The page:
mental health

September 6, 2017 - 8:33pm
After losing her daughter, Debi Hobbs is working to increase the quality and accessibility to mental health care for children in the Syracuse area.

She wanted to be like Michael Myers.

Debi Hobbs woke up in the middle of the night fearing something was wrong. She found her daughter, Amaya Stethers, in the closet with a knife. Amaya, who had been diagnosed with Schizoaffective Disorder and Autism, later told her mother that she wanted to be like famed movie killer.

Even after this episode, Hobbs waited two months, trying everything else in her power, before seeking an inpatient facility for her daughter. When she could, Hobbs avoided the inpatient facilities available around Syracuse.

April 8, 2015 - 1:10pm
The press conference addressed sexual violence, counseling services and underrepresentation of minorities.

THE General Body held a press conference Tuesday afternoon at 500 Hall of Languages, addressing the subjects of underrepresentation of racial minorities and inadequate counseling resources for mental health and victims of sexual violence.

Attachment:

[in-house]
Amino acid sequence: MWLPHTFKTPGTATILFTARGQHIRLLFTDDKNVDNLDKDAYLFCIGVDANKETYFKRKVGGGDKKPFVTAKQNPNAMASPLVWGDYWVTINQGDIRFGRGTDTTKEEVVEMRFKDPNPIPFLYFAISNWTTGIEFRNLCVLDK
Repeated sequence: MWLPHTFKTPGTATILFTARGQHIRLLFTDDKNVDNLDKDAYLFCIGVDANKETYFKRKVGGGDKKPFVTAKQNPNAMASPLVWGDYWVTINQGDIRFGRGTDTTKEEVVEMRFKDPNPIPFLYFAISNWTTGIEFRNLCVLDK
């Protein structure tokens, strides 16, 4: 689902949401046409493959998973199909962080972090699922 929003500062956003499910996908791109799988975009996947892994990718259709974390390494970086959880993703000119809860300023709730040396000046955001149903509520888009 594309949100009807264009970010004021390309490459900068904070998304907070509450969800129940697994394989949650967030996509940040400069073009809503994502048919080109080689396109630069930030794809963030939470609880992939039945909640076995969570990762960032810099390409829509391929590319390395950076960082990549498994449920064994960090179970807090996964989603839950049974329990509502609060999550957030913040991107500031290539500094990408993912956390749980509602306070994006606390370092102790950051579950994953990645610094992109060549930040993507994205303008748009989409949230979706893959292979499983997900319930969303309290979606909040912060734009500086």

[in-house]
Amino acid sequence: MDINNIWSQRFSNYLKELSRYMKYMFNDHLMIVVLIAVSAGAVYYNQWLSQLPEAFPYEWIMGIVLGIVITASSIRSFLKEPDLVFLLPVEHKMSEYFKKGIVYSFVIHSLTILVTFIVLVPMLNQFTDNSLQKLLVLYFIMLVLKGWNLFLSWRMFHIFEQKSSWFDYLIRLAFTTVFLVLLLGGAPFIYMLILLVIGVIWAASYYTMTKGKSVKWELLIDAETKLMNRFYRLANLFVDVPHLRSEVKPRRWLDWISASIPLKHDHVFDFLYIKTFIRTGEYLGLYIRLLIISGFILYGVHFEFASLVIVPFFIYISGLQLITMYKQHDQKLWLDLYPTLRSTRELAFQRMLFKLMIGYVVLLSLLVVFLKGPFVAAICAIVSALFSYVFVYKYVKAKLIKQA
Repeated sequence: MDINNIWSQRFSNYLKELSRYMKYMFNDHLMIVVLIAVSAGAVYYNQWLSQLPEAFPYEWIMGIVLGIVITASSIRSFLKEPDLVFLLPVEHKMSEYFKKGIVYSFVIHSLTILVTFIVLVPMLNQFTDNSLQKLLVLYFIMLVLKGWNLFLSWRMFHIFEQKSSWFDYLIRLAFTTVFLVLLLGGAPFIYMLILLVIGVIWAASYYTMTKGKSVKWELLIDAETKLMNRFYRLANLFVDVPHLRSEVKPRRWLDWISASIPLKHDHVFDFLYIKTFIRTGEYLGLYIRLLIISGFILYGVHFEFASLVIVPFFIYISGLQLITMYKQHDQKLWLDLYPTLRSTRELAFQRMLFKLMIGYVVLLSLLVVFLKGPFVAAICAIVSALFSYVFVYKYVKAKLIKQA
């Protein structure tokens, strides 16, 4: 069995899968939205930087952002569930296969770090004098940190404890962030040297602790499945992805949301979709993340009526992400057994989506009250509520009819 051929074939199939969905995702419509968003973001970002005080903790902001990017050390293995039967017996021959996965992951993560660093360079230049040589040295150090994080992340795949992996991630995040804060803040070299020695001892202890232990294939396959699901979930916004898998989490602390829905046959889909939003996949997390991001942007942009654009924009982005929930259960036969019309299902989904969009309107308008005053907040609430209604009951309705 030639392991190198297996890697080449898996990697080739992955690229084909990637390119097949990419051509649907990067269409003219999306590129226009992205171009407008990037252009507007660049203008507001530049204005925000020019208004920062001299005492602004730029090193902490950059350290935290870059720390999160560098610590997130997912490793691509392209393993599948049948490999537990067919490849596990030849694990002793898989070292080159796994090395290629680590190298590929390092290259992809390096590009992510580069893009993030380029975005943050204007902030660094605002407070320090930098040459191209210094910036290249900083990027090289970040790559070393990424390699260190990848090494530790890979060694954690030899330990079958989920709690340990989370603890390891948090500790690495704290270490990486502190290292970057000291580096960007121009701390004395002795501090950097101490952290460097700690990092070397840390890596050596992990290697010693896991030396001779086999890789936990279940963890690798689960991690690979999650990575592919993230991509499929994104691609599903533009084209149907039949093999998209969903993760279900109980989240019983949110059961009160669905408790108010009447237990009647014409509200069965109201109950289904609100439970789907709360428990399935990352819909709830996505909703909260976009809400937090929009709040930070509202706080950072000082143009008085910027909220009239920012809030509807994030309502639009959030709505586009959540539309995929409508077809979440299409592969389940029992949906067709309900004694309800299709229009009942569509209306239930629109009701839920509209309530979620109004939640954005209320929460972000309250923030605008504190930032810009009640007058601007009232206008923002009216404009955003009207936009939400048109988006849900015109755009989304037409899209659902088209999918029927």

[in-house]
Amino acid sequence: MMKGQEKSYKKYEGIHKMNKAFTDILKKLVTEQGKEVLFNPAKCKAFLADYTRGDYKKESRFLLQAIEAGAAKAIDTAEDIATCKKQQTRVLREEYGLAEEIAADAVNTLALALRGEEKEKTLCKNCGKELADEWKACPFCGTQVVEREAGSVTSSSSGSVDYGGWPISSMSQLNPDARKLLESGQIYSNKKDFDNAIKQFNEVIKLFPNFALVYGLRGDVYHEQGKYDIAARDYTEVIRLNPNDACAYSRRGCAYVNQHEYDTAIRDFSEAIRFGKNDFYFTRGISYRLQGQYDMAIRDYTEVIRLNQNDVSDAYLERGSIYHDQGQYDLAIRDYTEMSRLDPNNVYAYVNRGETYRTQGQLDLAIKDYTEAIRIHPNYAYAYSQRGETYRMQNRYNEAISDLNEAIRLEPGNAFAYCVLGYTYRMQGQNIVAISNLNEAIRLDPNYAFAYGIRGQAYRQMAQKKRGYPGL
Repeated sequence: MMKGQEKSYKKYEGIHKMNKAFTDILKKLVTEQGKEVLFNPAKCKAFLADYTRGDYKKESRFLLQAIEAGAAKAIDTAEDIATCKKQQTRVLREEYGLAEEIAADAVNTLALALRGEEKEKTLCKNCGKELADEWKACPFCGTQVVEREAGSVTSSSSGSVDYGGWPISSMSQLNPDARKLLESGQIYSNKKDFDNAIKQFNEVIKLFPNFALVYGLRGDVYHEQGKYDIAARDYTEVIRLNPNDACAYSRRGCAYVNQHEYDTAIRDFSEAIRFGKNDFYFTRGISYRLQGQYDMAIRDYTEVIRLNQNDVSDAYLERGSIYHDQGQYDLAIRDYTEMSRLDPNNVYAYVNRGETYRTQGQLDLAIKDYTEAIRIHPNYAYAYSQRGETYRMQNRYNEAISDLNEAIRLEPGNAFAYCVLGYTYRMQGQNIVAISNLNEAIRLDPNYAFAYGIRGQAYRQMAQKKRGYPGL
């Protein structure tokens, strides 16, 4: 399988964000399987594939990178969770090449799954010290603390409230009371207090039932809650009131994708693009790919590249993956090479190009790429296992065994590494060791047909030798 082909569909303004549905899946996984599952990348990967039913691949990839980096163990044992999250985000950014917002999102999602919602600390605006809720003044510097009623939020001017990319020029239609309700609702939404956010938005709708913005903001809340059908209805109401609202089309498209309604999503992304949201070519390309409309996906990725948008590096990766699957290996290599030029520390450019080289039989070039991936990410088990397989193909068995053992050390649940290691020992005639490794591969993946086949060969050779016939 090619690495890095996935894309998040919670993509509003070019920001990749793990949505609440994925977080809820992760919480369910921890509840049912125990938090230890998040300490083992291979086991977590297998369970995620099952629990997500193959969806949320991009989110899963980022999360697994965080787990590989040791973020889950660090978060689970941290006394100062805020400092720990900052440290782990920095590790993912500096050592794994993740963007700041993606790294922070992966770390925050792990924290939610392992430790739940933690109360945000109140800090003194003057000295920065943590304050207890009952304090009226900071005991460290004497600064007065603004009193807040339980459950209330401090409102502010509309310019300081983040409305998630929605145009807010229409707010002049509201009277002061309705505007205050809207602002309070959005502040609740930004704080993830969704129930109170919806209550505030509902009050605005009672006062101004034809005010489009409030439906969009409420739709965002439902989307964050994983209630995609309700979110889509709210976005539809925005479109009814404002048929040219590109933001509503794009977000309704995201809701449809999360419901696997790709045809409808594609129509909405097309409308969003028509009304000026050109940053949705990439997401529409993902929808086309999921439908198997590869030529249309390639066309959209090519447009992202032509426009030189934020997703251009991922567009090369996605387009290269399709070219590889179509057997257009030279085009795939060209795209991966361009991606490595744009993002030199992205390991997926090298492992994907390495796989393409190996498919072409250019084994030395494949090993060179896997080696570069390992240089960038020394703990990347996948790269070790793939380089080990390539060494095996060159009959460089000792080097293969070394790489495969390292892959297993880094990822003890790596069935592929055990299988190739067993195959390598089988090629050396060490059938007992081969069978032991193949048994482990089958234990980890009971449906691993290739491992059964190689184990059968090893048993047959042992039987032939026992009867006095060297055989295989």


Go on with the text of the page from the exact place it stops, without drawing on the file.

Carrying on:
March 26, 2014 - 9:07am
After returning from treatment and rehab for bulimia, Rachel Rifkin has voiced her struggles and is now looking to create a network to help others tackling similar issues.

Expensive treatments have helped Rachel Rifkin gain control of her eating disorder during college. Before she graduates from SU in two months, she hopes to have laid the groundwork for something just as valuable: a network of students who will be able to talk to — and support — each other.

She is working on that now, with help from a local group.